Posts by Lynn "Queen of Hearts" Paris

Lynn "Queen of Hearts" ParisLynn “Queen of Hearts” Paris

I have referred on many occasions to the vast sums of money that can be made playing poker. It never ceases to amaze me that a player can come in ninth in the WSOP Main Event and wind up winning $1 million. When can you ever place ninth in anything and walk away a millionaire? Or turn the $100 you walked in with into $5000 in one night?

But I never thought about how many losers there are in the game, especially among professional poker players. It seemed too obvious to mention – clearly for every big winner there have to be a ton of losers. But it’s not just about the percentages, or about losers on a particular night or in a particular high-stakes tournament. I’m thinking about serious, highly ranked poker players who have gone broke . . . and never came back from that.

In fact, according to a recent article by Alan Schoonmaker in Card Player Magazine , “If you’re a pro, you have a much higher probability of dying broke than members of other professions, including people who earn much less than you’re winning now.”

Yes, there are many pros that were extremely successful; former WPT and WSOP champions and bracelet winners like Johnny Moss, Stu Ungar, Dave ‘Devilfish’ Ulliot and Gavin Smith to name a few, that not only lost it all and spent their final years penniless, but they also died broke.

How could that happen? Why didn’t they always save a portion of their winnings for their old age? Why weren’t they at least eligible to receive social security and Medicare?

The answer, according to Schoonmaker, is too much self-confidence, otherwise known as arrogance. That’s when you ignore the rules, thinking you don’t have to save money or pay taxes like normal people, believing instead that there will ALWAYS be another huge pot to count on every time you take a seat at a poker table.

Sometimes, there isn’t.

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Lynn "Queen of Hearts" ParisLynn “Queen of Hearts” Paris

I doubt that many of us worry much about opinions issued by the U.S. Department of Justice, especially since the DOJ issues literally hundreds of opinions, on hundreds of topics, on a weekly basis. They are not laws, after all.

But, last week, when the DOJ’s Office of Legal Counsel issued a new opinion concerning the 1961 Interstate Wire Act, the online poker industry was not only worried, but holding its collective breath. The opinion reversed the previous stance of 2011 which concluded that the Wire Act only applied to sports betting, opining this time around that the Wire Act applies to online poker as well.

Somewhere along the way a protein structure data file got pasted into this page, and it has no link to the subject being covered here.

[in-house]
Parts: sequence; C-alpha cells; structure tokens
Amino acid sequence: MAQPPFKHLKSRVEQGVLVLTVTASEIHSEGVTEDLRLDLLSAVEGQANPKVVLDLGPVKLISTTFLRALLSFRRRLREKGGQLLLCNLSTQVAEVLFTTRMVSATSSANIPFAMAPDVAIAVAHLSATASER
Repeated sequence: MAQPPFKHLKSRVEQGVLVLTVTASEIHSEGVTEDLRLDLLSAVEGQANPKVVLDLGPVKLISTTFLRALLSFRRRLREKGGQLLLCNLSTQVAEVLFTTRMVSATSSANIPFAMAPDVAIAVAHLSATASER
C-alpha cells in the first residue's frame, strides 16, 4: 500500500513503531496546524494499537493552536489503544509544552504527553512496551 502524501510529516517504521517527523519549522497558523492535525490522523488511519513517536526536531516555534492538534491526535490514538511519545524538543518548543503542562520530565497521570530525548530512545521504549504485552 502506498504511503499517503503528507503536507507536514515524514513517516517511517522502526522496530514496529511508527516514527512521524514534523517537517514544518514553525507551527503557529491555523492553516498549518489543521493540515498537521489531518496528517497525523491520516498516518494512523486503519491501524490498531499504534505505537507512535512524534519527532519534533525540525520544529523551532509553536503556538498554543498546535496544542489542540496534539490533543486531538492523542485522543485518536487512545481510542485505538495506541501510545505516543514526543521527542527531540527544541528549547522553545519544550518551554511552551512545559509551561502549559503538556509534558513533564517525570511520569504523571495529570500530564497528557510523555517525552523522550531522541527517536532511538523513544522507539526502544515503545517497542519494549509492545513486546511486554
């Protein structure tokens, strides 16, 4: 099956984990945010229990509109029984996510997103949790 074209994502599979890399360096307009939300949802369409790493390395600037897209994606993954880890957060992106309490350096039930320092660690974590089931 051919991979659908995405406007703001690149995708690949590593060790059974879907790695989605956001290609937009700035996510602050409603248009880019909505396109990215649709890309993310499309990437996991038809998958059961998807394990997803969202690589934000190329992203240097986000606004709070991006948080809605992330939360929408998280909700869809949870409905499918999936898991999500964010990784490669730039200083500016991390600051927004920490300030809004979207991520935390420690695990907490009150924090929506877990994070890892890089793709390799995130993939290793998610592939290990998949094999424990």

Again, it’s not the law; it’s an opinion that will definitely be tested in the courts. But it’s an opinion that definitely threatens the growth of the online poker industry, hitting hardest those states currently trying to get bills introducing online poker passed in their states. It could also have a major negative impact on the future of interstate compacts like the highly profitable one that exists between New Jersey, Delaware and Nevada.

Senator Ray LesniakFormer New Jersey State Sen. Raymond Lesniak was a major player in the fight to get online poker in New Jersey and helped create the multistate online poker alliance that facilitates liquidity sharing. He’s ready to step back into the fray and do battle in the courts if necessary. As he told Online Poker Report:

“It looks like I will have to go to court again to straighten out the Justice Department’s overreaching on states’ rights, as I did with sports betting. This opinion is outrageous. It puts state lotteries at risk and state revenues. If Congress won’t fix it, I will through the judicial process.”

The burning question remains: can online poker in the U.S. survive this new Wire Act opinion? Or does it muddy the waters even more concerning which forms of online gaming are legal and which are not. It certainly will make those states that have yet to introduce gaming legislation proceed with caution, if at all.

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Lynn "Queen of Hearts" ParisLynn “Queen of Hearts” Paris

About a week ago, I was ready to sing the praises of Michigan, the fifth state to join the three states with legal online poker sites already in operation: Nevada, New Jersey and Delaware,  along with Pennsylvania, the fourth state that has passed the necessary legislation and is gearing up to join them.

Rick Snyder kills on-line poker for Michigan

By the time I sat down to write my blog, however, Michigan’s online poker bill had taken a dagger to the heart, having been vetoed by lame duck Governor Rick Snyder during his last few days in office. Despite the tremendous support of the Wolverine State’s poker players, and the fact that the bipartisan bill had easily passed through the state Senate and House of Representatives, Snyder decided that it wasn’t “appropriate to sign legislation that will effectively result in more gambling.”

Apparently, Snyder killed the bill due to concerns about how it might potentially affect the budget. In his veto letter, Snyder wrote, “Due to largely unknown budgetary concerns, I believe this legislation merits more careful study and comparison with how other states have, or will, authorize online gaming. To be blunt, we simply don’t have the data to support this change at this time.”

Michigan lawmakers expected this one to be passed easily due to broad support from both sides of the aisle. Now it looks like they’ll have to wait to see how newly elected Governor, Democrat Gretchen Whitmer, feels about online poker.

Tell me what you think, send me your comments!